In 1930 author Evadne Price was asked by her publisher to write a spoof of All Quiet on the Western Front by Erich Maria Remarque. Instead, she wrote a serious work, based on the now-lost diaries of Winifred Young, who served in France during the war as a volunteer ambulance driver.
As Helen Zenna Smith, Price wrote a supposed semi-biographical account providing an incredible female insight to the horrors of World War I. Not So Quiet criticises nationalism and the social, physical, and psychological effects of the war upon England's youth, men and women.
Praised by the Chicago Sun-Times for its "furious, indignant power," this story offered a rare, funny, bitter, and feminist look at war. First published in London in 1930, Not So Quiet ... (On the Western Front) describes a group of British women ambulance drivers on the French front lines during World War I, surviving shell fire, cold, and their punishing commandant, "Mrs. Bitch." The novel's power comes from Smith's outrage at the senselessness of war, at her country's complacent patriotism, and her own daily contact with the suffering and the wounded.
At the heart of the novel is the juxtaposition between the families of the young women back in England, who are puffed up with pride for what their girls are doing and the visions of glory that come with it, and the realities of the women’s lives on the front. Details are not skimped here and we are plunged into the filth, the squalor, and of course the unrelenting gore of transporting the critically injured soldiers from the battlegrounds to the war hospitals. Quickly Helen becomes bitter about her mother’s constant boasting about what she is doing and, when Helen is sent home ill for a time, she is faced with repeated encouragement to get better quickly and get back out there, if not to do her duty then to make her mother proud.
One of the most compelling aspects of the book is seeing Helen gradually stop caring what her family think. In particular, there is the matter of hair. One of Helen’s new friends, Tosh, has chopped her long hair short, to the horror of some of the other volunteers. How ghastly and unfeminine! But in the filth of the situation, dealing with long hair is nothing more than another inconvenience in a life filled to the brim with them. The difference with hair is that you can do something about it. Yet, Helen is reluctant to do the same, and that reluctance comes from one place: her mother. The moment, about halfway through the novel, when she does chop her hair off, is an important symbol of her increasingly fractured relationship with her family, and more importantly, her family’s expectations.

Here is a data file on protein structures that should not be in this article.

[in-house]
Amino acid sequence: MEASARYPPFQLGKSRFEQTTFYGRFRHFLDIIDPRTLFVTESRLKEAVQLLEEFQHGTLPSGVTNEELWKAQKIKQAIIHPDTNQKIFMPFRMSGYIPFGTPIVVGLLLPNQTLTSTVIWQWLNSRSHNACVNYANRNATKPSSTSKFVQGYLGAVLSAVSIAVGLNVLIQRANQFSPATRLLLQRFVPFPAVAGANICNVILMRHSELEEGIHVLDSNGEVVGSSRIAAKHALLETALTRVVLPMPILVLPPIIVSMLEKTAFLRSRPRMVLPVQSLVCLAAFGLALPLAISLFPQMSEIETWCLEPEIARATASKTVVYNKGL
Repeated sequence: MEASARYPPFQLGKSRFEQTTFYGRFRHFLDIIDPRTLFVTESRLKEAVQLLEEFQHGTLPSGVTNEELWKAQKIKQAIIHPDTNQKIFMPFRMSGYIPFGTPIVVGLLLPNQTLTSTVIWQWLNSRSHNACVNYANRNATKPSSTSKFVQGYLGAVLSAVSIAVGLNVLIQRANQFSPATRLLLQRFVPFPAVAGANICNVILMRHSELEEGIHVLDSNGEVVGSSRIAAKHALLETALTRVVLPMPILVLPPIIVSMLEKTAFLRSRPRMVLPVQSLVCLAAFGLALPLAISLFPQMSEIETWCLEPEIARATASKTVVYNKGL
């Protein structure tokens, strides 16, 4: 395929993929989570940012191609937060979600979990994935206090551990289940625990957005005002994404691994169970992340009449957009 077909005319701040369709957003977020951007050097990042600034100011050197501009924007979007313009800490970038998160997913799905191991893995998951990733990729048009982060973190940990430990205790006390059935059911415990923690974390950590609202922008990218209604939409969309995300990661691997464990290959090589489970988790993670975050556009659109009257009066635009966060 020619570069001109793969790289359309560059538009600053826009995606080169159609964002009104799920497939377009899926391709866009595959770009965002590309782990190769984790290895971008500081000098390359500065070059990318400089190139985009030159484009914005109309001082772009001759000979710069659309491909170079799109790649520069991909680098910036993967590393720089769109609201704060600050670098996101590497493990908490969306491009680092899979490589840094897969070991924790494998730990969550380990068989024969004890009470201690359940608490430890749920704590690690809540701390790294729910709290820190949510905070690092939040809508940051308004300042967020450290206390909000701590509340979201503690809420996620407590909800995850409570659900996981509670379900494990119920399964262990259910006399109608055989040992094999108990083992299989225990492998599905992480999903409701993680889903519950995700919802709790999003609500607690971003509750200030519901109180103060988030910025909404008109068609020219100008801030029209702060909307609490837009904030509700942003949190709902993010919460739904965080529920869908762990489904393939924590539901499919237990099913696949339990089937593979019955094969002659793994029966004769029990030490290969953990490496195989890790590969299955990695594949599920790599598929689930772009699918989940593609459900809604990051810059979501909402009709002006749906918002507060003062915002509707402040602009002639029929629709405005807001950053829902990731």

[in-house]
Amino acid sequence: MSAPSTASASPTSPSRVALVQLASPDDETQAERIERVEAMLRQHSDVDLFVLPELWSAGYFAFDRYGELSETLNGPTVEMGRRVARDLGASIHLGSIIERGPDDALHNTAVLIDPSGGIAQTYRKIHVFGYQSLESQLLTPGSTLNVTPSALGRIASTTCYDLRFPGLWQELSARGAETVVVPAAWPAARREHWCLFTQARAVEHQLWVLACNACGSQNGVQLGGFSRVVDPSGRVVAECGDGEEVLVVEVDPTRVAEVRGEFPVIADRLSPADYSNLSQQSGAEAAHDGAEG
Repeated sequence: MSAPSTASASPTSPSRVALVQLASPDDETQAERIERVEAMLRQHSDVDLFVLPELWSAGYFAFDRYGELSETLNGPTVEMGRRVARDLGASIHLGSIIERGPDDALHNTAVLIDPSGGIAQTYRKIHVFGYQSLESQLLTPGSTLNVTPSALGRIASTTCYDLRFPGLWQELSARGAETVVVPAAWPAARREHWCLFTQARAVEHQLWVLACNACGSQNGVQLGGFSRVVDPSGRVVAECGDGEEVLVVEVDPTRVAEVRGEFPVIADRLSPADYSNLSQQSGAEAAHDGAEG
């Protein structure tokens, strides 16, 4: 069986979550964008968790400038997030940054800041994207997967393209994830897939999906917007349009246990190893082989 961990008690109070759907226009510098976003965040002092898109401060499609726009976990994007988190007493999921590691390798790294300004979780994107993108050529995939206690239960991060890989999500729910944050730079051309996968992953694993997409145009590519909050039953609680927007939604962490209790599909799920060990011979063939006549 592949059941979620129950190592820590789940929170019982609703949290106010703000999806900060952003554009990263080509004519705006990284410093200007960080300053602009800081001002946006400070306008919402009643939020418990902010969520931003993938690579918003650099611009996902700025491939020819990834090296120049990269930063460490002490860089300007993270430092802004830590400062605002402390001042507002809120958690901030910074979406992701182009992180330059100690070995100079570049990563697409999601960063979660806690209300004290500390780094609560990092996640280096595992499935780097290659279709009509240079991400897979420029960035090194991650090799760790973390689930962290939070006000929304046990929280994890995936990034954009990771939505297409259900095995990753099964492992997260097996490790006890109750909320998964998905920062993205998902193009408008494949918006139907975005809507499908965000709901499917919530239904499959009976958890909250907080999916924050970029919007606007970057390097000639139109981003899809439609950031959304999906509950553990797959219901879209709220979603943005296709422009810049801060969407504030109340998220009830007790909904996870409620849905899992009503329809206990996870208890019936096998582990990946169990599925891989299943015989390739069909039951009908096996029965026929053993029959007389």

When Helen is at home, ill, she becomes determined that she will not go back to France. She will not even get a "cushy" job in England. She is done with war, absolutely.
Helen’s sister, Trix, is also a "war girl," and comes back to England pregnant and in need of an abortion. The first thing she does is beg Helen not to tell her parents that she is in the country. Helen is against the abortion – not for moral reasons, but because it is dangerous, and girls die having them – and asks whether the man might marry her. Trix declares it could be any one of three men, and so Helen agrees to raise the money needed. There is only one thing to do. Go back to the front.
It is important that this is the reason that she goes back. She does not do it for glory, nor duty, nor to make her family proud. She does it because her beloved little sister needs her help, and because Trix also understands the horror of war. They were close anyway, but they are bound even tighter by the shared understanding that their experiences separate them from their family back at home. They have seen things that their parents and aunts will never see, and could not begin to comprehend.
This is a wonderful exposition of the crimes of the First World War. Suffering and the pointlessness of war are at the forefront of the novel. The denouement is heart-rending. It must be read.
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